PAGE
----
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Traveling With A Sick Child and Flying With Chickenpox Rules

Having a child feel is ill is hard at home and even more so if they start to feel ill during the journey and you now have to contend traveling with a sick child. Below are some tips about what you can do if your child feels sick before travelling, whilst travelling and when abroad and airline policies on flying with chickenpox. I knew what to watch out when I was cabin crew, but I also spoke to some airline Ground Staff to see what some policies are.

If your child feels sick before flying or traveling

The information given to me, was your first point of call, is always to contact your airline directly for advice as it is them who have the final say over whether you can travel on your booked flight or whether new arrangements should be made.

When the issue is more severe, parents will need to complete a medical form for the airline medical centre to assess the risk to that child whilst travelling, and to ensure that proper care can be provided.

This can be anything from a condition from birth, to a temporary illness, injury or surgery, but should not usually result in a refusal to travel.

Airlines have a limited amount of medicine onboard, but most is suitable for adults, so it it best to always pack some children’s medicine when you are traveling with kids.

One of the common issues parents face when travelling, is a child falling ill with chickenpox. Flying with a baby, toddler or older child with chickenpox is not ideal situation for anyone.

Flying With Chicken Pox when the last spot has not scabbed is a big no no!

Flying With Chicken Pox

Can children fly with chicken pox?

Chickenpox is caused by the varicella-zoster virus and is a common childhood illness. The main symptoms of this virus are red, pus filled itchy spots that eventually dry out and crust over.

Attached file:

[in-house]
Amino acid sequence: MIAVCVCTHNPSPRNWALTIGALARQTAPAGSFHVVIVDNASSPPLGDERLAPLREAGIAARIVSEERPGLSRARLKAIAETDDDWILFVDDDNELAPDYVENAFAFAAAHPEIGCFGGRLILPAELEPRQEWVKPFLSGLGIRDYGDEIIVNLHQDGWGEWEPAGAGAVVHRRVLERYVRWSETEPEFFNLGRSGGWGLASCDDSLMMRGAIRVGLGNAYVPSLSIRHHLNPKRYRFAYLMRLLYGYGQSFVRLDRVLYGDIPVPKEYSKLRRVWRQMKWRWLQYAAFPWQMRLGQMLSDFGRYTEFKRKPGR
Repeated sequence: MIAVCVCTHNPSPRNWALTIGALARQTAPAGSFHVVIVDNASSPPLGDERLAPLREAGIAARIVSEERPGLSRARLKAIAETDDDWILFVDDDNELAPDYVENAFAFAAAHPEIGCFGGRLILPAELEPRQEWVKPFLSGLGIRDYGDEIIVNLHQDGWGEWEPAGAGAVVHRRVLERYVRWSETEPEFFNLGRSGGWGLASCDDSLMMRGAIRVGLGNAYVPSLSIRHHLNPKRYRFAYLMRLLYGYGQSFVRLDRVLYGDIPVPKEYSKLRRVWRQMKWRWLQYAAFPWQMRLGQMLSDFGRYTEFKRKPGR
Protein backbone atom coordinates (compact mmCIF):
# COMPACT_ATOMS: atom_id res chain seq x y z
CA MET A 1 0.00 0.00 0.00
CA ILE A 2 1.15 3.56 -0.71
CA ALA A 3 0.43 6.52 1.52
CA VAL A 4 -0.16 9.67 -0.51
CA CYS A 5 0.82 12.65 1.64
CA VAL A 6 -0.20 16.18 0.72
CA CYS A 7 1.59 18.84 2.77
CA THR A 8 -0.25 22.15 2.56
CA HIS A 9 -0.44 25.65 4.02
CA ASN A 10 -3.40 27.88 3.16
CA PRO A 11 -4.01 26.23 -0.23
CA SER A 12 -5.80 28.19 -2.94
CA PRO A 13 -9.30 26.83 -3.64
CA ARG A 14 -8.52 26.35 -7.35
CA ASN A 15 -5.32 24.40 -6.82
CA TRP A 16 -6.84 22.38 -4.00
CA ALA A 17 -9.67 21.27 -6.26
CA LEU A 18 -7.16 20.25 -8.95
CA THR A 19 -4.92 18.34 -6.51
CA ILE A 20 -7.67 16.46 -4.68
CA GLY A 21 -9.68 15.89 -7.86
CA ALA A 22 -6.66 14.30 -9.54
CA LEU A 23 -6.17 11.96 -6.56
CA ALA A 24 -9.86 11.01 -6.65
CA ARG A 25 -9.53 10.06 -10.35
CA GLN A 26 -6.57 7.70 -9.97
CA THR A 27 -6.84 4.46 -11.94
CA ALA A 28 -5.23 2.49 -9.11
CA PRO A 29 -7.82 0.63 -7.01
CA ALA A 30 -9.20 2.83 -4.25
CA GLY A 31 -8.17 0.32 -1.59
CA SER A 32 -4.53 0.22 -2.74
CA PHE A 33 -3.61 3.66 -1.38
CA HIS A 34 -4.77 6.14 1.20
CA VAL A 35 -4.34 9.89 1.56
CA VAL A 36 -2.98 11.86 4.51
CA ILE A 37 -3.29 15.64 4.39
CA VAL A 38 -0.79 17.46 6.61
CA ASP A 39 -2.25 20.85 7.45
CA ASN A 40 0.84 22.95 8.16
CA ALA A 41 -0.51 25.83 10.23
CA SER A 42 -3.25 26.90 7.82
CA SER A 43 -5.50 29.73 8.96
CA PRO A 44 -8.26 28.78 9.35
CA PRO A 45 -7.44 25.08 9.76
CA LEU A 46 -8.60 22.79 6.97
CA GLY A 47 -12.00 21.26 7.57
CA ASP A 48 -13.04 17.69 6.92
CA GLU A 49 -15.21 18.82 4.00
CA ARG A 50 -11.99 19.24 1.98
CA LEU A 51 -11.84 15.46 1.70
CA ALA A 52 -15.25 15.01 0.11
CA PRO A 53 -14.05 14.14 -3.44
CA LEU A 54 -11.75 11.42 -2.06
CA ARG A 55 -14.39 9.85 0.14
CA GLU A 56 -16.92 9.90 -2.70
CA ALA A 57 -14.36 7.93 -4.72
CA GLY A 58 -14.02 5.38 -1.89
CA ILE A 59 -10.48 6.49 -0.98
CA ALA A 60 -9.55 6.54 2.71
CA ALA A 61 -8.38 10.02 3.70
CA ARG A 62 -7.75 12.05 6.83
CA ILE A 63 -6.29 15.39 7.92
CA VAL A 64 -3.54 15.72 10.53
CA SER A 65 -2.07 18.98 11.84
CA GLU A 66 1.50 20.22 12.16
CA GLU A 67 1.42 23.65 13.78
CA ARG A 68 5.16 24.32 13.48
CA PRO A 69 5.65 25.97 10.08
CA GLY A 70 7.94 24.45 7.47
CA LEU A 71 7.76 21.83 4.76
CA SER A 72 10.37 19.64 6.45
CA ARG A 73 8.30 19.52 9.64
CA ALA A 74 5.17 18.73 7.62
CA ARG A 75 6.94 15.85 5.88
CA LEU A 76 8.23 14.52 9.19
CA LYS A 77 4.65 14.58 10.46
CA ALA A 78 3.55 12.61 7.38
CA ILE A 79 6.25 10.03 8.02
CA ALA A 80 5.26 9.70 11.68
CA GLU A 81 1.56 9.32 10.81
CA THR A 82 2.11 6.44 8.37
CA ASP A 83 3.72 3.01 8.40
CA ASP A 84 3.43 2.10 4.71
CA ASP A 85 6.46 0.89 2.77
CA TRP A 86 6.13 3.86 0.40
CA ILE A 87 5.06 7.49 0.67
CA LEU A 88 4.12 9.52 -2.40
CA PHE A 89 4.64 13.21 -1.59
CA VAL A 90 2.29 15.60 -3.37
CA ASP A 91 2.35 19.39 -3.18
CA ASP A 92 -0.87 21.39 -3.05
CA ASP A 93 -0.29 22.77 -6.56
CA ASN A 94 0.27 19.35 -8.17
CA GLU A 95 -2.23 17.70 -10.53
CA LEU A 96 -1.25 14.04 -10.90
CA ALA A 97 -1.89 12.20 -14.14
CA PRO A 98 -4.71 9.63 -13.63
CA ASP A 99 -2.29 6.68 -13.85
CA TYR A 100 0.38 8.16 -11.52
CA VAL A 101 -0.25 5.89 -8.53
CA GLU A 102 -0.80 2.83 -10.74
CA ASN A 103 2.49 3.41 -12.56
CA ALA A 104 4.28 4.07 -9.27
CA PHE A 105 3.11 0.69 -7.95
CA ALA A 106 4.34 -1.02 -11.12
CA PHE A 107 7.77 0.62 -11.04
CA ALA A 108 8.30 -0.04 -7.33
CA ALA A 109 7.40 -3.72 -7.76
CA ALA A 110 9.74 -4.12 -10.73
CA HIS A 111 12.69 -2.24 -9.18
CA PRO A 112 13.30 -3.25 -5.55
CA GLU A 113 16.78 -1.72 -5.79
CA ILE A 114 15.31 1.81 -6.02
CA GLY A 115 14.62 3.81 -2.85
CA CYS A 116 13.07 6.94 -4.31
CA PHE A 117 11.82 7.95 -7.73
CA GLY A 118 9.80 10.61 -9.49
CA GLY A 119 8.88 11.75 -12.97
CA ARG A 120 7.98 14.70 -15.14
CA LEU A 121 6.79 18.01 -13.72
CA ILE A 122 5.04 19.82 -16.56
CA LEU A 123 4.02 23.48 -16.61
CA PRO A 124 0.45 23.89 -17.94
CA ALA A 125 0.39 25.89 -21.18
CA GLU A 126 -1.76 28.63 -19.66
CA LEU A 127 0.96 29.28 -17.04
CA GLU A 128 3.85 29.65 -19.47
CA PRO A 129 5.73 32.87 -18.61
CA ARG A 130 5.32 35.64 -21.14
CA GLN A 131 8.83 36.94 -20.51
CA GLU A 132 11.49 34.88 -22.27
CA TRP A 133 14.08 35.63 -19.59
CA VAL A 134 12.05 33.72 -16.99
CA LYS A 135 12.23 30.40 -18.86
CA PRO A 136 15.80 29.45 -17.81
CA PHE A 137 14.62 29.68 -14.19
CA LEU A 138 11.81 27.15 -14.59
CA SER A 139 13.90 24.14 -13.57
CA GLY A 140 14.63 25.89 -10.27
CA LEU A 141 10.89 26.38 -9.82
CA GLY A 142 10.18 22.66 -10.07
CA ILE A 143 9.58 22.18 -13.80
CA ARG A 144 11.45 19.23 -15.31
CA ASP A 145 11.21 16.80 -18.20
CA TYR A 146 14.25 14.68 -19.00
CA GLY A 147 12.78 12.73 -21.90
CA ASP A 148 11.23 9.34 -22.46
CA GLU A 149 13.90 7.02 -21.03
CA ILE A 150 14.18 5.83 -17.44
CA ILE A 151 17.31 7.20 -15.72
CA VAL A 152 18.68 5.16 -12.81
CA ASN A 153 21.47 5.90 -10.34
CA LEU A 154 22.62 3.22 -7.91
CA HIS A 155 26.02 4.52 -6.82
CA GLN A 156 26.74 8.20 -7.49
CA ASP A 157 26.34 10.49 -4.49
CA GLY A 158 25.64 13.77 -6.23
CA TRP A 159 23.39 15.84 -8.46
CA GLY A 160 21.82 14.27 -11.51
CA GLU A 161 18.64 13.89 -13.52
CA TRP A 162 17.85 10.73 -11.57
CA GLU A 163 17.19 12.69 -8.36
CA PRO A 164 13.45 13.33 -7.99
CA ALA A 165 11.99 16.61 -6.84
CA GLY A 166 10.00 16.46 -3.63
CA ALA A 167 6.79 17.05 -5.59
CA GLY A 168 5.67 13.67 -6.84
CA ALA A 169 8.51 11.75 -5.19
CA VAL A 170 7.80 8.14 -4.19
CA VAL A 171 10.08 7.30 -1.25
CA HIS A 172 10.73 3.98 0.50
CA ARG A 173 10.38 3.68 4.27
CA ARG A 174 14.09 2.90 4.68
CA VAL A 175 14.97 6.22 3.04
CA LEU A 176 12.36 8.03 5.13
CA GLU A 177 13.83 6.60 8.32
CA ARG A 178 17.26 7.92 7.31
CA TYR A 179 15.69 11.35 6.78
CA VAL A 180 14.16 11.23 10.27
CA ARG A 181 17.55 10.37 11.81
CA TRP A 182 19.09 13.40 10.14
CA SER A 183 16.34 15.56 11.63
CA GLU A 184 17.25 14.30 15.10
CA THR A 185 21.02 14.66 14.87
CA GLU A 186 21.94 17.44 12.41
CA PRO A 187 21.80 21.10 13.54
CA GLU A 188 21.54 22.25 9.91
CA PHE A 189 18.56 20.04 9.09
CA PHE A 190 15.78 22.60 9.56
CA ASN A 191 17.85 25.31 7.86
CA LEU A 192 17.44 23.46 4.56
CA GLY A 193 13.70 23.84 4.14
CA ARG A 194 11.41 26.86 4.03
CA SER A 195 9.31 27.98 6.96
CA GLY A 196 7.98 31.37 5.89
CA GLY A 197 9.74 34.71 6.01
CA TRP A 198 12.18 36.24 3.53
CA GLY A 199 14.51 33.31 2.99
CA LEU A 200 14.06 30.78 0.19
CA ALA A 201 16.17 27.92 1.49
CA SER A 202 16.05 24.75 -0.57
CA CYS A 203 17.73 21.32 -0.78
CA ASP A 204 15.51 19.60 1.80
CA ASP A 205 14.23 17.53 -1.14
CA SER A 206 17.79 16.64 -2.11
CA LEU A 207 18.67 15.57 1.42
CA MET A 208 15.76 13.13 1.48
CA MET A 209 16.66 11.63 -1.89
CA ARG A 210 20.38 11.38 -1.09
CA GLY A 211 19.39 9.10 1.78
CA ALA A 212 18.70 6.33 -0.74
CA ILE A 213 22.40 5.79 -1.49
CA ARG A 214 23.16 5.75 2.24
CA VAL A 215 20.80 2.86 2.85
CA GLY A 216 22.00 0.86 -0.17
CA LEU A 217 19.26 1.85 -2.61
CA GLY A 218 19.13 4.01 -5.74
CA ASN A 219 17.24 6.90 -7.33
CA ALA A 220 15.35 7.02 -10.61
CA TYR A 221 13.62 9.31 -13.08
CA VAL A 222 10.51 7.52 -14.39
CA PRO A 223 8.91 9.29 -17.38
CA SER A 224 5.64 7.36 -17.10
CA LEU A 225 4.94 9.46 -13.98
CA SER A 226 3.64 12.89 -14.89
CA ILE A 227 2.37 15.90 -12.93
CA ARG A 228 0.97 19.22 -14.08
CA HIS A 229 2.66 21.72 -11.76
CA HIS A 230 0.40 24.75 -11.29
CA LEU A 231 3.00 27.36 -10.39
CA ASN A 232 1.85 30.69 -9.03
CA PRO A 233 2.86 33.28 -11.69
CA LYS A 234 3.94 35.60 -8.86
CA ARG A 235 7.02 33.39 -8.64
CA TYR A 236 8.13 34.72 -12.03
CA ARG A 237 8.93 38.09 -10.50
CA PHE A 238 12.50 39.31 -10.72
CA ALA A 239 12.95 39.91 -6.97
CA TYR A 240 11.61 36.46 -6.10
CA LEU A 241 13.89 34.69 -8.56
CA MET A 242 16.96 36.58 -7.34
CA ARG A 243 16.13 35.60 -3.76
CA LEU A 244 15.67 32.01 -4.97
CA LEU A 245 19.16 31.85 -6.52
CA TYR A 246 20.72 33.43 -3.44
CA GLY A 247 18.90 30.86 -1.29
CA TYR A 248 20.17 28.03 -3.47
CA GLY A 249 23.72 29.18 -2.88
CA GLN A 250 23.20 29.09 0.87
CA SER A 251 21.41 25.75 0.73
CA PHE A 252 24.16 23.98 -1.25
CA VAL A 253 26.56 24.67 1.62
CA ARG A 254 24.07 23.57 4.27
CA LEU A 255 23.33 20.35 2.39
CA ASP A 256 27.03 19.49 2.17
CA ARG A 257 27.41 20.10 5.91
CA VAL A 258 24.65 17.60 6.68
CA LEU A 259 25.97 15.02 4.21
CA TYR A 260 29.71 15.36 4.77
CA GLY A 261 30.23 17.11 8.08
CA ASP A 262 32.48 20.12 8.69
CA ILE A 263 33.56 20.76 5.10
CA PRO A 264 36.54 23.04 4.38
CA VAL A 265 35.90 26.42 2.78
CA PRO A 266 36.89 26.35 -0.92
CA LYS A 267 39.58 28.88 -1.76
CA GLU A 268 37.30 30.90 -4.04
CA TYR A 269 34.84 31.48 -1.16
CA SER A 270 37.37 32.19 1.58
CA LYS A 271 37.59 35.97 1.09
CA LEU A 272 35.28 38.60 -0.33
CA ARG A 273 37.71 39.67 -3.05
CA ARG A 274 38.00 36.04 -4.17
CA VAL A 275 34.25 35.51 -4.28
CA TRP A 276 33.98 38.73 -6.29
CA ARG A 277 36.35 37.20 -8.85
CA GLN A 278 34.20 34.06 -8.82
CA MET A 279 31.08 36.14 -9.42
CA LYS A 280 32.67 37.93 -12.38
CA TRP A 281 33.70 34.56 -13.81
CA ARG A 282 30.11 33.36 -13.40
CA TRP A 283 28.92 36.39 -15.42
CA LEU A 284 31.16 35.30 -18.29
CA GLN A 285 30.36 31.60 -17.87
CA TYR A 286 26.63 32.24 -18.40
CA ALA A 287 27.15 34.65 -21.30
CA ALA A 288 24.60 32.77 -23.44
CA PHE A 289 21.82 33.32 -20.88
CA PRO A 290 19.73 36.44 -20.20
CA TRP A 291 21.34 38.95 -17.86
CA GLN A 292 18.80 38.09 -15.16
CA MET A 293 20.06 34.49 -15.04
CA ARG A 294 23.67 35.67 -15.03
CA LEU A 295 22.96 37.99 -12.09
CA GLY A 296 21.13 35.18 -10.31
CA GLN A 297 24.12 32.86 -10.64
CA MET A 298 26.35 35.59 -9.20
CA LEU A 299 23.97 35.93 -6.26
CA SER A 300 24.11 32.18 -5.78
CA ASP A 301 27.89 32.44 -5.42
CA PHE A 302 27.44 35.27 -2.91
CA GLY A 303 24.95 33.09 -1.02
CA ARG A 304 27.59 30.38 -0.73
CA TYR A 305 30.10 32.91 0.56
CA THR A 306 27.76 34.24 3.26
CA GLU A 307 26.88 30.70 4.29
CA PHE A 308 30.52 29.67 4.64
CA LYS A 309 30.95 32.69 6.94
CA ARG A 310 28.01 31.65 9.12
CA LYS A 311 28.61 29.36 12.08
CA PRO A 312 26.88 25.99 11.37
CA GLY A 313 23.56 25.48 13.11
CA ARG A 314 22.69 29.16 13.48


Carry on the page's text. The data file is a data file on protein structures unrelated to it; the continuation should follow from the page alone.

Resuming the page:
Any person, including children with chicken pox cannot fly if they are developing new spots or are still in the infectious stage. PLEASE DO NOT FLY AS YOU COULD INFECT VULNERABLE PEOPLE ALSO FLYING.

This is because they could make pregnant women or other passengers with lower immune systems very ill. Each airline policy for chicken pox slightly varies, but as a very general rule, you are usually able to fly seven days after the appearance of the first spot.

It’s a good idea to get doctors letter stating you or your child is fit to fly in case you are denied boarding. Travel insurance is a must!

Airline policies On Chicken Pox – Can my child travel on a plane with chickenpox?

Find out what your airline’s chickenpox policy is right here. Here are the all-important airline policies you’ll need to check if chickenpox strikes one of your party.

Aer Lingus

Guests can fly 7 days from day one of the spots appearing.

British Airways

BA’s chickenpox policy states that you can fly 6 days after the last crop of spots, providing the spots have crusted/scabbed over and the passenger feels well and has no fever. You will require a letter from your Doctor confirming you are no longer contagious.


Passengers can fly 7 days after the appearance of the last new spot.


If you are contagious, you are not allowed to travel.


Any active lesions for travel are ‘unacceptable’. Passengers can fly six days after last blister/spot appears with all remaining eruptions crusted and dried.


Passengers with chickenpox are asked to fill you must submit a medical form (MEDIF) at the least 72 hours before departure.Those with active spots are unlikely to be given permission to fly.